How/Will Monzo convince the older generation to switch?

Will Monzo work in a way of convincing the older generation (45+) to switch their accounts over or are you just hoping that the younger generation will adopt and convince people to switch?

Back story on where this came from:

When i first received my :monzo: card i was showing my mum how the instant transactions worked and told her that i’ll be switch over soon, she was instantly suspicious that you were fake and that you would steal all of my money even after talking her through that fact that you are regulated through the BOE just like all other banks. still no luck.

and just the other day my parents told me that their local branch (Clydesdale) which seems to be the worst in the UK was closing down and would automatically move them to the nearest branch, they said they were going to move to TSB so that it was local so i suggested :monzo: again and instantly they were like ‘‘I want a branch that i can walk into’’ i asked ‘‘When was the last time you walked into a bank?’’ knowing i was correctly they instantly changed the subject.

I just seems incredibly difficult to move someone from what they’re used to.


It’s never going to be the solution for everyone regardless of their age, even if older people might be a harder demographic to convince than younger people.

One of Metro Bank’s selling points is that its branch network is open outside normal opening hours and at weekends too. TSB advertise that branch based staff are able to make decisions rather than just sell you stuff. Nationwide branches are being changed to be almost lounge-like with loads of charging points for your phone, a bit like Virgin Money.

Some people still prefer branches and the facetime and trust that comes with that. I can see why. Monzo is great and all but it isn’t the answer to everyone’s banking situation. Just like how some people might prefer to keep their mortgage, savings, credit card all with one provider which Monzo also can’t do.

It’s well known very few people switch current accounts anyway even under the new switching program. So recruiting customers isn’t restriced to problems with signing up older people.


I’m half joking here but…

Steve Jobs -

Death is very likely the single best invention of Life. It is Life’s change agent. It clears out the old to make way for the new.

From the below talk, which is brilliant -


Some of the “older generation” are already monzonauts. This reminds me that when ASOS ask me to complete a post-delivery customer survey, I fall into their “35+” classification, so I feel rather unwanted :angry: - a friend says it is so they know which clothing lines to drop asap from their range!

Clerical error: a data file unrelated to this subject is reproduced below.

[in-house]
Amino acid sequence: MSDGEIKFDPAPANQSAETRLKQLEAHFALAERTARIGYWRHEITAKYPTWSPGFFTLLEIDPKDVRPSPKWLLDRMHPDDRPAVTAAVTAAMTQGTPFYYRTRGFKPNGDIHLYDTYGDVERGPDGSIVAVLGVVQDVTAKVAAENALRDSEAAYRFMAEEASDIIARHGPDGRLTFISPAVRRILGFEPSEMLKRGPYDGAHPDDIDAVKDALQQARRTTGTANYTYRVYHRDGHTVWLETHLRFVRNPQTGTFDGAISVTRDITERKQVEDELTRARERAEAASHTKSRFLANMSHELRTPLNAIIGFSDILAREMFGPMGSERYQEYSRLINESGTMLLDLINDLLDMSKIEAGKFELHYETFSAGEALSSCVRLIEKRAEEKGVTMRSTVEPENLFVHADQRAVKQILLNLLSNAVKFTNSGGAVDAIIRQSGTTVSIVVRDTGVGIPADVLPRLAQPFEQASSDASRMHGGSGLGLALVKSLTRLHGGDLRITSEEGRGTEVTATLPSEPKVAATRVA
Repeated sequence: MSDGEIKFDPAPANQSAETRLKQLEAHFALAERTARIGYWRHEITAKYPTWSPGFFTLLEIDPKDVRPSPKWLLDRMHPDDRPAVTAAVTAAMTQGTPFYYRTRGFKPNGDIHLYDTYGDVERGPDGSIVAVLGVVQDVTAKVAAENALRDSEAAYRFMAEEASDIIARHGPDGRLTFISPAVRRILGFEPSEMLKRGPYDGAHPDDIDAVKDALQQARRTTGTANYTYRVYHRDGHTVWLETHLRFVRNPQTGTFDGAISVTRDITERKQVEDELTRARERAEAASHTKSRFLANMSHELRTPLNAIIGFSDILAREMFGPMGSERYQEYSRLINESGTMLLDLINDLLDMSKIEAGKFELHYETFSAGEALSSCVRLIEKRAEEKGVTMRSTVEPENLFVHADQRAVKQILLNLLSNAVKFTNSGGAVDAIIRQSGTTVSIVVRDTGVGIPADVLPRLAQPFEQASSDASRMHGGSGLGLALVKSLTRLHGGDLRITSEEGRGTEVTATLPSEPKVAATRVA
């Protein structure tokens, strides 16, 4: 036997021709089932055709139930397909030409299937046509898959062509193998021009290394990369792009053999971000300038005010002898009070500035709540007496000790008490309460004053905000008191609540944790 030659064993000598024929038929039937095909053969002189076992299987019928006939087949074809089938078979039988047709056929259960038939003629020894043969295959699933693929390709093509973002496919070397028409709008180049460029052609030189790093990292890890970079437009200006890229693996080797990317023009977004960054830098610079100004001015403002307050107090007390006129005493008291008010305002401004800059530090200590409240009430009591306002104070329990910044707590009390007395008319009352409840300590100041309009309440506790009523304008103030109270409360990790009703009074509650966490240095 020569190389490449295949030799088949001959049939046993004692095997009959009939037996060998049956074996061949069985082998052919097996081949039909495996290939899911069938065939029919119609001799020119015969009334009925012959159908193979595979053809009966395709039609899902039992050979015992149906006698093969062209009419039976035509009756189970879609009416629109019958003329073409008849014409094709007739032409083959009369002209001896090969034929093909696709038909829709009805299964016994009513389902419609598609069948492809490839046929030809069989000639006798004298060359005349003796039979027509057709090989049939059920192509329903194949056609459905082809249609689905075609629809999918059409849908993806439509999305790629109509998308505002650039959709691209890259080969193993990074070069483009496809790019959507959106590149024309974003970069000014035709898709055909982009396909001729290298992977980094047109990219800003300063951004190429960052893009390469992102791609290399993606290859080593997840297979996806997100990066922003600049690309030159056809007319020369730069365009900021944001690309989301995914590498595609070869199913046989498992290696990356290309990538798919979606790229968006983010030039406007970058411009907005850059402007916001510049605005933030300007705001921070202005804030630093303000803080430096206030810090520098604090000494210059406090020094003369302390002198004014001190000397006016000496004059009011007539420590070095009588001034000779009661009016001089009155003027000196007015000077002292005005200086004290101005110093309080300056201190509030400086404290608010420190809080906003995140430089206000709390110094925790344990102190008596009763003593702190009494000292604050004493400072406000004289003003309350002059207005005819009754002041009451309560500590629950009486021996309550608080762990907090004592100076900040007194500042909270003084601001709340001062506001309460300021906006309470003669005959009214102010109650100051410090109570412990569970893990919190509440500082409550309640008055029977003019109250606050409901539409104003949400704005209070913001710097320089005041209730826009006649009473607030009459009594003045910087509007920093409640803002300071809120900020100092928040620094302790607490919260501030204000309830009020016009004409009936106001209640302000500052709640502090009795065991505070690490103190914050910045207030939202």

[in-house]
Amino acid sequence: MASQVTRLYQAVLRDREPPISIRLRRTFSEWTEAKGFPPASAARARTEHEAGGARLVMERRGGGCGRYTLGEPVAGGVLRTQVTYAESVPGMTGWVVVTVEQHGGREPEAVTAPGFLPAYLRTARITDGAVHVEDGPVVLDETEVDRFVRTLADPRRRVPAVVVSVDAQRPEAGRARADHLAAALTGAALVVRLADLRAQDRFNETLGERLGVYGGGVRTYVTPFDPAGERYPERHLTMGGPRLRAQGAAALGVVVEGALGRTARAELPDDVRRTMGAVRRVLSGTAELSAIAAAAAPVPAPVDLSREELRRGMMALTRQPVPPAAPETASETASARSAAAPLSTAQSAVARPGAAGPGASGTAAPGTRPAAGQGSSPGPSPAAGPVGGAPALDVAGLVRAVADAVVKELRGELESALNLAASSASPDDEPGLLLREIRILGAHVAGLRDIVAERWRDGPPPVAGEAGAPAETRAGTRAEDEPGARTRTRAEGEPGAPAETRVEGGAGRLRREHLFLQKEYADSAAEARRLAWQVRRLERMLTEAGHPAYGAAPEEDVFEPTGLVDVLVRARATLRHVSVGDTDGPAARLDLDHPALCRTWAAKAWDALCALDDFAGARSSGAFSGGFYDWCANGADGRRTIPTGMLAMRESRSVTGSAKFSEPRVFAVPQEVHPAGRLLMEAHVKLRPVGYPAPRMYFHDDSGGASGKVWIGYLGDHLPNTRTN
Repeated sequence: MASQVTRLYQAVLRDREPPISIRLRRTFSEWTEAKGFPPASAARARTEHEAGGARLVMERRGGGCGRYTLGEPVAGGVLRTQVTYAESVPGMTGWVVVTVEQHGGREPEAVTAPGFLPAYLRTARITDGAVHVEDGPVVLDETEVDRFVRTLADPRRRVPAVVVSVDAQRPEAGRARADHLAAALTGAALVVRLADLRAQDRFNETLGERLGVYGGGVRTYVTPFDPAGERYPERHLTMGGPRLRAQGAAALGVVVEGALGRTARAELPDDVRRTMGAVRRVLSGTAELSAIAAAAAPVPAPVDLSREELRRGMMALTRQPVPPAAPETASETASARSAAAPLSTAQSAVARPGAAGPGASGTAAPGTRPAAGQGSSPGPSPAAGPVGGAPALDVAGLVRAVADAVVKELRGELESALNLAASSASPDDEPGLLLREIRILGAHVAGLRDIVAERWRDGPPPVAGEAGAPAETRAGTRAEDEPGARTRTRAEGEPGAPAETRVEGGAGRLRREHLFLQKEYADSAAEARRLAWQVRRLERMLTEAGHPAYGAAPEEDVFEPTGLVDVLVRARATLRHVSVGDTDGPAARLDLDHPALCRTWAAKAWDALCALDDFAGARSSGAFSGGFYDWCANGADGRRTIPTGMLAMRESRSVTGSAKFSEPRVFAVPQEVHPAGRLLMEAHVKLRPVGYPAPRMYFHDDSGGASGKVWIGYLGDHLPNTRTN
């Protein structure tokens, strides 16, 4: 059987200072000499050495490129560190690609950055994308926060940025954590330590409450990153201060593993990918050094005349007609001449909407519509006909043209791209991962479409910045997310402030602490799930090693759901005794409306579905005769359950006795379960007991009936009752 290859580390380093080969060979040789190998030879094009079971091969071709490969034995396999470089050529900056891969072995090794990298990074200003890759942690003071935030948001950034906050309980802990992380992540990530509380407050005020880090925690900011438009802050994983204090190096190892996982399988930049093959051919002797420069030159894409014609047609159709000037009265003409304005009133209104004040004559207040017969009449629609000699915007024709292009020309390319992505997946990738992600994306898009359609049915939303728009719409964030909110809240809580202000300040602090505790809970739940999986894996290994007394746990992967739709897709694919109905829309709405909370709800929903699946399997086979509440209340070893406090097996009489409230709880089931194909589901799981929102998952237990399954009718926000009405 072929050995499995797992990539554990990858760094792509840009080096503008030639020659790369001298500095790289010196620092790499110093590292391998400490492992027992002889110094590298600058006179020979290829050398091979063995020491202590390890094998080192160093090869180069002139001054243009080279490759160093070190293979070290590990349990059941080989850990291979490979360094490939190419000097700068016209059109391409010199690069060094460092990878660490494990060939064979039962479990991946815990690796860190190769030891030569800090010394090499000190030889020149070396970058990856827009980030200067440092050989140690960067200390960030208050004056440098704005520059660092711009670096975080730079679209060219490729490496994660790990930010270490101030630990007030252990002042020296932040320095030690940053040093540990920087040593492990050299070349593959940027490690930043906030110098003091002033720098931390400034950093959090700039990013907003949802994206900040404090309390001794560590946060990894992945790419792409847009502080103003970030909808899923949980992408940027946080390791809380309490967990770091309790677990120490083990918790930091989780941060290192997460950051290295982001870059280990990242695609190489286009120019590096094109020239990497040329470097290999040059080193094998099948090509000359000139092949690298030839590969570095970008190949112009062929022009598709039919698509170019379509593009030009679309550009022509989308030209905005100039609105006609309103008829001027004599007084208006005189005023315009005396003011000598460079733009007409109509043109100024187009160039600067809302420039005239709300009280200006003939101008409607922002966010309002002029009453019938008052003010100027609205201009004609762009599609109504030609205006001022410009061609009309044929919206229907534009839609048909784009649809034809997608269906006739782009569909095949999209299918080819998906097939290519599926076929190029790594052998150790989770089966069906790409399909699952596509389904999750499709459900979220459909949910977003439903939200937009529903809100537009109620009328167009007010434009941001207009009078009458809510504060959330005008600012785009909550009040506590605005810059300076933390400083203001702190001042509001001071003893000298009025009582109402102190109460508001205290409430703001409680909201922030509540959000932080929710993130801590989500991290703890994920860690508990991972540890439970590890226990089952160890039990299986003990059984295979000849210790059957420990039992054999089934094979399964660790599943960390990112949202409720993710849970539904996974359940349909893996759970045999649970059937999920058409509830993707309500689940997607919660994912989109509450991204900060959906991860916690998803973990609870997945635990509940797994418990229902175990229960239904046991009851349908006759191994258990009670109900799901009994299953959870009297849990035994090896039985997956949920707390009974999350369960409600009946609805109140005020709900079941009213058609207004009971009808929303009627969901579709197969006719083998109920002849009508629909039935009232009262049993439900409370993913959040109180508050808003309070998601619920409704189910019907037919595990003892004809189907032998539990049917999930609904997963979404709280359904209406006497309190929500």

I think the topic here is (correctly) about attitudes, rather than capabilities, and 45+ (or 35+) are not a single homogenous group. There are some suggestions about age-friendly banking in this report.

@alexs Life expectancy for 45 year olds is 36 more years for men, and 39 more years for women (source). What is Monzo’s life expectancy? :grinning:


Some of us older generation (60+) can’t wait to leave the old banks behind :wink:

I’m using my golden tickets to get others hooked on :monzo:


Definitely, this probably why the Monzo team tend to talk about the most common characteristic of their users as simply being people who live their lives on their smartphones.

My grandfather, who’s in his eighties, is one of the most enthusiastic early adopters I know - & I’m going get him signed up to Monzo at some point!

Ha! Well if it’s like Lloyds or Barclays, it’ll be quite some time…if it ends up like Smile Bank, perhaps not quite so long :wink:

But seriously, the Steve Jobs quote is really just pointing out the inevitability of change & given that the iPhone was launched less than 10 years ago, perhaps in 10 years time, it will be difficult to find people of working age who don’t fit the above description?

When it comes to marketing, there are a few features that might attract the older generation’s attention -

  • There’s been quite a few positive comments from Monzo about offering their accounts to under 18 year olds. Given the fact that Monzo puts money management front & center with features like Targets, if the joint accounts functionality is also developed I expect that will draw a lot of parents, who want to teach their children how to look after their money, to the platform. If ideas like the connected piggy bank take off, they could end up joining when their children are at a very young age.